Guest Post: 14 tips on how to Follow the money by targeting sports and music fans

Guest Post: 14 tips on how to Follow the money by targeting sports and music fans

Marketing your travel business to those attending events shouldn’t be like moving heaven and earth, says Simon Goddard from Vibe. and now is the perfect moment to take advantage of the recovery of public events 

When asked by journalists why he robbed banks the infamous bank-robber Willie Sutton responded “because that’s where the money is”. 

Bizarrely, too much time and money is wasted in travel trying to persuade people to visit places they don’t want to go to. 

Most have made their mind up about where to go anyway. This is particularly the case for those travelling to a destination to experience an event such as a concert or sports match. 

There’s no need to move heaven and earth, why not just give them what they want? Like Willie, you should go where the money is. 

Arguably there’s never been a better moment to do this as pop stars finally re-start the world tour schedule and with major sporting events – including the upcoming football World Cup in Qatar – reactivated for massive crowds with minimal COVID restrictions.

So how do you make sure that your online travel business is top of the list for places to book the whole travel package when planning to attend an event or experience?  

Just like so many ‘simple observations’ in life, achieving this is more complex than it might at first seem and that’s what puts many off. 

But the rewards are there and at Vibe we have many years of experience in successfully helping our clients use events to sell travel.

Perhaps you want to sell travel for a Champion’s League football match, consumer conventions, major concerts, or even festivals.

To provide a guide on how to do this, we have consolidated our knowledge down into the following fourteen recommendations:

1.    Only focus on events you have actual entrance tickets available to sell. This is very important, as the tickets are your ‘honey pot’. The minute you send someone away to another site to source the actual tickets they never come back. 

2.    Which events should you sell? Smaller and more obscure events are often richer pickings for these types of campaigns. 

Just type in ‘Formula One weekend trip’ into Google and you´ll see. Perhaps consider literary festivals on aristocratic estates, come-back concerts for old rock bands at venues with comfy seating, cookery courses in Tuscany with famous chefs, or lower league football or motor racing events?

3.    At the beginning of the booking flow keep the concept of what you are offering super simple and concrete: ultimately it is just a package to attend X event.  By making it a package to do event X and Y and Z, you could make your offering ‘confused’ and ultimately put people off.

4.    Give the traveller total flexibility on the options they pick, they might not need a flight but value a hotel, or vice-versa. 

5.    Don’t just stop at offering a flight and hotel, consider selling extras like the airport transfer or even insurance. Not only are these extra commissions for you, often the commissions are nearly as high as the flight or hotel. 

6.    Ensure the traveller has the flexibility to amend the travel dates to either arrive early or stay on after the event. 

A lot of people want to take advantage of being in a city to explore it and take their time – but if you can’t offer them flexible dates they may want to go elsewhere. Consider too that they might want to stay in more than one hotel during the trip.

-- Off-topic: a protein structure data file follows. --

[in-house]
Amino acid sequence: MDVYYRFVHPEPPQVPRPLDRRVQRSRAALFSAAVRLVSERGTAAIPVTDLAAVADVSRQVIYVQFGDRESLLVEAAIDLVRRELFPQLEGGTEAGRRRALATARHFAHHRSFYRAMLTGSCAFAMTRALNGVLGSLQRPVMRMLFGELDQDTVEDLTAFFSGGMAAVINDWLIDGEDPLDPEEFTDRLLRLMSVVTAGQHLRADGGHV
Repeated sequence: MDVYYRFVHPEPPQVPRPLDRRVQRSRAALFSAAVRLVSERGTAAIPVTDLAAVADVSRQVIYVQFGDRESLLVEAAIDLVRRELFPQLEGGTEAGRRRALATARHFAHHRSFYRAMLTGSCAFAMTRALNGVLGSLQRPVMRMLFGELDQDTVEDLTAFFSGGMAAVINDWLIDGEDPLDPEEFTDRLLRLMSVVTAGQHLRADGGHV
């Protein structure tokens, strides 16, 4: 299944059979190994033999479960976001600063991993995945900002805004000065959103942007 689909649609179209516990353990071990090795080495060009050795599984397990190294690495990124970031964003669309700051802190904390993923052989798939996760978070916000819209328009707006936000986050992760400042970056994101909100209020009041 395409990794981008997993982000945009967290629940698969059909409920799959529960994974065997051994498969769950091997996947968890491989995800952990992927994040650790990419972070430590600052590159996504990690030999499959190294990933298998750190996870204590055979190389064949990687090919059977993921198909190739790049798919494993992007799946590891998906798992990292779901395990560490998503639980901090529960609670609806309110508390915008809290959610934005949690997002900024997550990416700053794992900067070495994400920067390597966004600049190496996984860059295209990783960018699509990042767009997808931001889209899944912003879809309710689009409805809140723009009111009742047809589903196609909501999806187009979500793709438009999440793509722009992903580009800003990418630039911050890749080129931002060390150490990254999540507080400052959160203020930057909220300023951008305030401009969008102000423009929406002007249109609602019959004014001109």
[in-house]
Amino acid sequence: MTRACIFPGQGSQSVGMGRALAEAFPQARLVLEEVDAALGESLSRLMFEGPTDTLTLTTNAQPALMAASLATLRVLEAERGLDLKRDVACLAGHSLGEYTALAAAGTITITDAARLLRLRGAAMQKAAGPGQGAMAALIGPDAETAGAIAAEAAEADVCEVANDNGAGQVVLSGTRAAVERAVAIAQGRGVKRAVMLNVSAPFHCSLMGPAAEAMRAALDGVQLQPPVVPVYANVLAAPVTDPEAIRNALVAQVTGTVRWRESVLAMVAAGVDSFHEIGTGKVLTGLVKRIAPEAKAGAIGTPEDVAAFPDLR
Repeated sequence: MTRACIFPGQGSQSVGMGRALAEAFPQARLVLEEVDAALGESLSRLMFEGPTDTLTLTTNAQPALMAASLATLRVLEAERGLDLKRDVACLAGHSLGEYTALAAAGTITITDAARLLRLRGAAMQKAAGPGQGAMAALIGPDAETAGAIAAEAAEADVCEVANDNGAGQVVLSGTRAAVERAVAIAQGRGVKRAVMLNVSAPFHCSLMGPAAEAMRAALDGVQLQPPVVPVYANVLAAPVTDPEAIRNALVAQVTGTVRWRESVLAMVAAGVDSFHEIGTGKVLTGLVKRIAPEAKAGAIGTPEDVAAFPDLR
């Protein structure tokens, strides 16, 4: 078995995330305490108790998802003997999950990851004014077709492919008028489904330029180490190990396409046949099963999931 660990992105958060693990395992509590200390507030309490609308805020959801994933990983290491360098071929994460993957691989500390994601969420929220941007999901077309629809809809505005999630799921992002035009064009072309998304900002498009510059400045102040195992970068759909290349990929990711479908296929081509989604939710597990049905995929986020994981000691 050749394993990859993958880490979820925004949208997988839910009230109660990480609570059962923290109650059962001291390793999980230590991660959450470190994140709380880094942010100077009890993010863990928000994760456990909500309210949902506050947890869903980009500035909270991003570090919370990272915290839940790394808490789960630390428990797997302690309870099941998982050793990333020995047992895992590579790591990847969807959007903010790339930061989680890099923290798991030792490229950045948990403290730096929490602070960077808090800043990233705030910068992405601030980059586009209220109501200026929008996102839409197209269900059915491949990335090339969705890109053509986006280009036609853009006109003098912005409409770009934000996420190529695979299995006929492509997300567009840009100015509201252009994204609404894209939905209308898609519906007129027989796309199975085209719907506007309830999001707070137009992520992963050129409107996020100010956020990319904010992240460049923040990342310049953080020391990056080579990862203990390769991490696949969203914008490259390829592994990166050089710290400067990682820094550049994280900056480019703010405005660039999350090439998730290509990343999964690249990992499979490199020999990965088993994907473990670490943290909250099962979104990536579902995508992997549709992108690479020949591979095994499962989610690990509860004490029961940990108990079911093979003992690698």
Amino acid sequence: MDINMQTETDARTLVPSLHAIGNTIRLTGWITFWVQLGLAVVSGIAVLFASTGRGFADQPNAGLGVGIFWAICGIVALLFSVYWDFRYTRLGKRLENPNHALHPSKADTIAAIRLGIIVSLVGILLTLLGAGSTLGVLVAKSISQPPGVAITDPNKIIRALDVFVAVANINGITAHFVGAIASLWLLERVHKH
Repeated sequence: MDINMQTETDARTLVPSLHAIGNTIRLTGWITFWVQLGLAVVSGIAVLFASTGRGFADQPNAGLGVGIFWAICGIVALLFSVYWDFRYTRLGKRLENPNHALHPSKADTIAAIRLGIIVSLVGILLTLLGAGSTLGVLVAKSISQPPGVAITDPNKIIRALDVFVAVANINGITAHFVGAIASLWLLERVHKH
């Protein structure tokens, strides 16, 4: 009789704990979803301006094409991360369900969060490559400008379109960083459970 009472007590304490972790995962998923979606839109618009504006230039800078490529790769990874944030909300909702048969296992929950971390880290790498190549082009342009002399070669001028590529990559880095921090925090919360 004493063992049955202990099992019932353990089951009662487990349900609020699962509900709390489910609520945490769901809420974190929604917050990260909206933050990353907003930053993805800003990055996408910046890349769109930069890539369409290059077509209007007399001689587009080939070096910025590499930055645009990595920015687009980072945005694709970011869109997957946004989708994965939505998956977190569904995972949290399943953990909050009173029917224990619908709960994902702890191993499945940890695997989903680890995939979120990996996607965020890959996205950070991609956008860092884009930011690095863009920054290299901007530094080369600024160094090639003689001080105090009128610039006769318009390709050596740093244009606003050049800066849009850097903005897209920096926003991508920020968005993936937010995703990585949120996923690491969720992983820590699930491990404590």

7.    When sourcing the accommodation always explore options with your existing supplier partners first, for example taking advantage of allocations or a special deal just for the event.

8.    As with so much in digital marketing, the lead price is what gets you traffic and keeps people moving through the booking process. So offer the cheapest options for the tickets and all the other elements, allowing people to upgrade as they go through the booking flow. 

9.    When marketing and selling the package really drive home, hard, the message that this really is a ‘complete package’: a one-off, one-stop affair. 

10. Video is a great way to sell anything but in particular travel. You need to make the most of it here by showing the potential traveller exactly what attending this event – and all the services you´ll offer to get them there and back – is going to be like. 

11. Most people wanting to attend the event will start the process with an online search. 

Use SEO to drive them to a tailored event specific landing page, but make sure to use the right key-word combinations and parameters in your PPC campaigns, for instance cutting out those who are based in or near to the destination already.

12. But don’t forget about your mailing lists and social media followers when promoting these packages, existing customers either might already be considering the event or could possibly be tempted to attend once they see your deals.  Event-led packages are perfect fodder for ‘The Socials’. 

13. When it comes to the post-sale follow-up marketing/sales opportunities, then consider cross-selling them other activities or events that they can enjoy once in that destination, be that a bus tour or gastronomy experience or whatever the main local attractions are. 

14.On that note, in the post-sale process also explore the chance to sell ‘merch’ for the event in the booking flow too.

Branded t-shirts, backstage passes, match programs, whatever – as long as it comes with a commission and the traveller would consider it relevant. 

But just like point number one, make sure you have the merch available to see – no sending people off to other sites.